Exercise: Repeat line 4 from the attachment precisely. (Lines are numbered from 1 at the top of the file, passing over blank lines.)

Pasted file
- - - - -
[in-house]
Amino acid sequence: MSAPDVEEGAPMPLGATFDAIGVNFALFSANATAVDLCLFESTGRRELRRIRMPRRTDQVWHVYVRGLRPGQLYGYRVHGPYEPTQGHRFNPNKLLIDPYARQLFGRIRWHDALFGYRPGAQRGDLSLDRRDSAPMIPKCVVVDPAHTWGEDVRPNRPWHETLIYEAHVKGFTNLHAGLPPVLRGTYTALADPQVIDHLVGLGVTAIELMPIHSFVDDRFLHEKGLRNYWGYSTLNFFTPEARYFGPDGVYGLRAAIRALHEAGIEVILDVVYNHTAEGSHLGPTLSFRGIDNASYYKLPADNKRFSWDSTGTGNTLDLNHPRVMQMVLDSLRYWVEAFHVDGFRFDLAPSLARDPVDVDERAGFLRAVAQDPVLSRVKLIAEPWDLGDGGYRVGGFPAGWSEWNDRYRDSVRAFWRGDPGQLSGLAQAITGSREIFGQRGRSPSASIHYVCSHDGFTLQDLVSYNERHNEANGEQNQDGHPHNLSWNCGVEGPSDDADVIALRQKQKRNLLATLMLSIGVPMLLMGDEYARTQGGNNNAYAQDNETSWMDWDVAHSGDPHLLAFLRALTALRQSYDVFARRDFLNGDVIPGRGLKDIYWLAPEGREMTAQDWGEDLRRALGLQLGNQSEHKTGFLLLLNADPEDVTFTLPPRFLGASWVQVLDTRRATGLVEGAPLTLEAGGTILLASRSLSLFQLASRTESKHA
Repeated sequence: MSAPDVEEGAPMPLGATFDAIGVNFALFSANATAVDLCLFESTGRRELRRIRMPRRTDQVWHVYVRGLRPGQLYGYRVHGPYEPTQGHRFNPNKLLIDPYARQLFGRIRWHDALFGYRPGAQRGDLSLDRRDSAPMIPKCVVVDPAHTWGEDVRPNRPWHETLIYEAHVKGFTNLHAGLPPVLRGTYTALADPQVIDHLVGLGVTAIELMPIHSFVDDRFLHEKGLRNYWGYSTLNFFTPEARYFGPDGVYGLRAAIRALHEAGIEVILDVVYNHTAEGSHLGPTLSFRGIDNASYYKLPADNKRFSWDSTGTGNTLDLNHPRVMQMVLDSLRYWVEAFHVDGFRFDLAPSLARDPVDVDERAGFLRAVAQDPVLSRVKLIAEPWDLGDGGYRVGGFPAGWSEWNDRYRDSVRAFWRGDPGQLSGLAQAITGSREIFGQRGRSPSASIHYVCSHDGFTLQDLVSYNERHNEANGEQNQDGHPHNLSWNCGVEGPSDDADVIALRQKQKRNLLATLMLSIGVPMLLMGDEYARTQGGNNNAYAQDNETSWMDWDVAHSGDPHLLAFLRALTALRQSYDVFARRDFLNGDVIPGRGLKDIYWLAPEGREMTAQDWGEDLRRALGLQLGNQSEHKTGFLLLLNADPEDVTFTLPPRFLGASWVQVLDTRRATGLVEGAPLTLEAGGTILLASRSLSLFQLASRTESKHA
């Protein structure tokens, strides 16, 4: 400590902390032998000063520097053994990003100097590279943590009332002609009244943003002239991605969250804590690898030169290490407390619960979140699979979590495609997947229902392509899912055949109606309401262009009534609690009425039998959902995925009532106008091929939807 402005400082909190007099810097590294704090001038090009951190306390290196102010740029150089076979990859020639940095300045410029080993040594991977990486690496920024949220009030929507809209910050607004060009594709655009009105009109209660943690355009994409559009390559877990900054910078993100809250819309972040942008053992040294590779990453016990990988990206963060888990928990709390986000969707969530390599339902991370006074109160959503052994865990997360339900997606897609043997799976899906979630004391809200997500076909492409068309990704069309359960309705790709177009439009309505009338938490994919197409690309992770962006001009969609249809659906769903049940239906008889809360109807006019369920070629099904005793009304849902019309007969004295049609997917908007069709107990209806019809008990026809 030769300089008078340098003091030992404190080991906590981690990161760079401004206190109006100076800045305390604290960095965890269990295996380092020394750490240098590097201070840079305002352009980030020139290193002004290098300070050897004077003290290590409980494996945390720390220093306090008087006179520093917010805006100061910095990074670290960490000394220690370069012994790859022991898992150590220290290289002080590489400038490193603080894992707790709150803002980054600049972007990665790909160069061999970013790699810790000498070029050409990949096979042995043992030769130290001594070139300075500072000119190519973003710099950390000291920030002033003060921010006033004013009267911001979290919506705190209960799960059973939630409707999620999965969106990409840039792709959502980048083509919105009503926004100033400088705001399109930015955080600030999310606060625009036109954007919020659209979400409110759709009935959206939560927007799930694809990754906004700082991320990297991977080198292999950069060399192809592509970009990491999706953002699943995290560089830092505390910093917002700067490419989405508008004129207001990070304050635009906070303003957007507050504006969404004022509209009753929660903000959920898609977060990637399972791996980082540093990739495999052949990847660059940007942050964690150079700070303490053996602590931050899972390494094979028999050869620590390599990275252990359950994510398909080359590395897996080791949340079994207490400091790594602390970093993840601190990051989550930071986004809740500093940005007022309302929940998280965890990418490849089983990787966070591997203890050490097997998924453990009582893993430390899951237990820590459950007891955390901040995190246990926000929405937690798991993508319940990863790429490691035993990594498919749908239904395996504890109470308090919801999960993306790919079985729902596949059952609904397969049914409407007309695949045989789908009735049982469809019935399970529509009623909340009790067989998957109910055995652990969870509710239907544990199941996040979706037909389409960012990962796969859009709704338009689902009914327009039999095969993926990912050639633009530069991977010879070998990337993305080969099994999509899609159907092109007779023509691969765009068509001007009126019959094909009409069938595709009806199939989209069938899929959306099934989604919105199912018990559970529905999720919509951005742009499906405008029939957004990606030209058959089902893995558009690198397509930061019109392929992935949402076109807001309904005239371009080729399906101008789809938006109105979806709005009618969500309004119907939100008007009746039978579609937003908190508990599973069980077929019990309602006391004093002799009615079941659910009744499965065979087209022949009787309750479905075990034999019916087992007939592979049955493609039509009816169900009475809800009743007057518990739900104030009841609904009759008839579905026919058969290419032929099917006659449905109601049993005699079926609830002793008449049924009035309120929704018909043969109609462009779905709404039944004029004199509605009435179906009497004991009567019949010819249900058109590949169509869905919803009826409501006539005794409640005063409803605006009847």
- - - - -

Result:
């Protein structure tokens, strides 16, 4: 400590902390032998000063520097053994990003100097590279943590009332002609009244943003002239991605969250804590690898030169290490407390619960979140699979979590495609997947229902392509899912055949109606309401262009009534609690009425039998959902995925009532106008091929939807 402005400082909190007099810097590294704090001038090009951190306390290196102010740029150089076979990859020639940095300045410029080993040594991977990486690496920024949220009030929507809209910050607004060009594709655009009105009109209660943690355009994409559009390559877990900054910078993100809250819309972040942008053992040294590779990453016990990988990206963060888990928990709390986000969707969530390599339902991370006074109160959503052994865990997360339900997606897609043997799976899906979630004391809200997500076909492409068309990704069309359960309705790709177009439009309505009338938490994919197409690309992770962006001009969609249809659906769903049940239906008889809360109807006019369920070629099904005793009304849902019309007969004295049609997917908007069709107990209806019809008990026809 030769300089008078340098003091030992404190080991906590981690990161760079401004206190109006100076800045305390604290960095965890269990295996380092020394750490240098590097201070840079305002352009980030020139290193002004290098300070050897004077003290290590409980494996945390720390220093306090008087006179520093917010805006100061910095990074670290960490000394220690370069012994790859022991898992150590220290290289002080590489400038490193603080894992707790709150803002980054600049972007990665790909160069061999970013790699810790000498070029050409990949096979042995043992030769130290001594070139300075500072000119190519973003710099950390000291920030002033003060921010006033004013009267911001979290919506705190209960799960059973939630409707999620999965969106990409840039792709959502980048083509919105009503926004100033400088705001399109930015955080600030999310606060625009036109954007919020659209979400409110759709009935959206939560927007799930694809990754906004700082991320990297991977080198292999950069060399192809592509970009990491999706953002699943995290560089830092505390910093917002700067490419989405508008004129207001990070304050635009906070303003957007507050504006969404004022509209009753929660903000959920898609977060990637399972791996980082540093990739495999052949990847660059940007942050964690150079700070303490053996602590931050899972390494094979028999050869620590390599990275252990359950994510398909080359590395897996080791949340079994207490400091790594602390970093993840601190990051989550930071986004809740500093940005007022309302929940998280965890990418490849089983990787966070591997203890050490097997998924453990009582893993430390899951237990820590459950007891955390901040995190246990926000929405937690798991993508319940990863790429490691035993990594498919749908239904395996504890109470308090919801999960993306790919079985729902596949059952609904397969049914409407007309695949045989789908009735049982469809019935399970529509009623909340009790067989998957109910055995652990969870509710239907544990199941996040979706037909389409960012990962796969859009709704338009689902009914327009039999095969993926990912050639633009530069991977010879070998990337993305080969099994999509899609159907092109007779023509691969765009068509001007009126019959094909009409069938595709009806199939989209069938899929959306099934989604919105199912018990559970529905999720919509951005742009499906405008029939957004990606030209058959089902893995558009690198397509930061019109392929992935949402076109807001309904005239371009080729399906101008789809938006109105979806709005009618969500309004119907939100008007009746039978579609937003908190508990599973069980077929019990309602006391004093002799009615079941659910009744499965065979087209022949009787309750479905075990034999019916087992007939592979049955493609039509009816169900009475809800009743007057518990739900104030009841609904009759008839579905026919058969290419032929099917006659449905109601049993005699079926609830002793008449049924009035309120929704018909043969109609462009779905709404039944004029004199509605009435179906009497004991009567019949010819249900058109590949169509869905919803009826409501006539005794409640005063409803605006009847």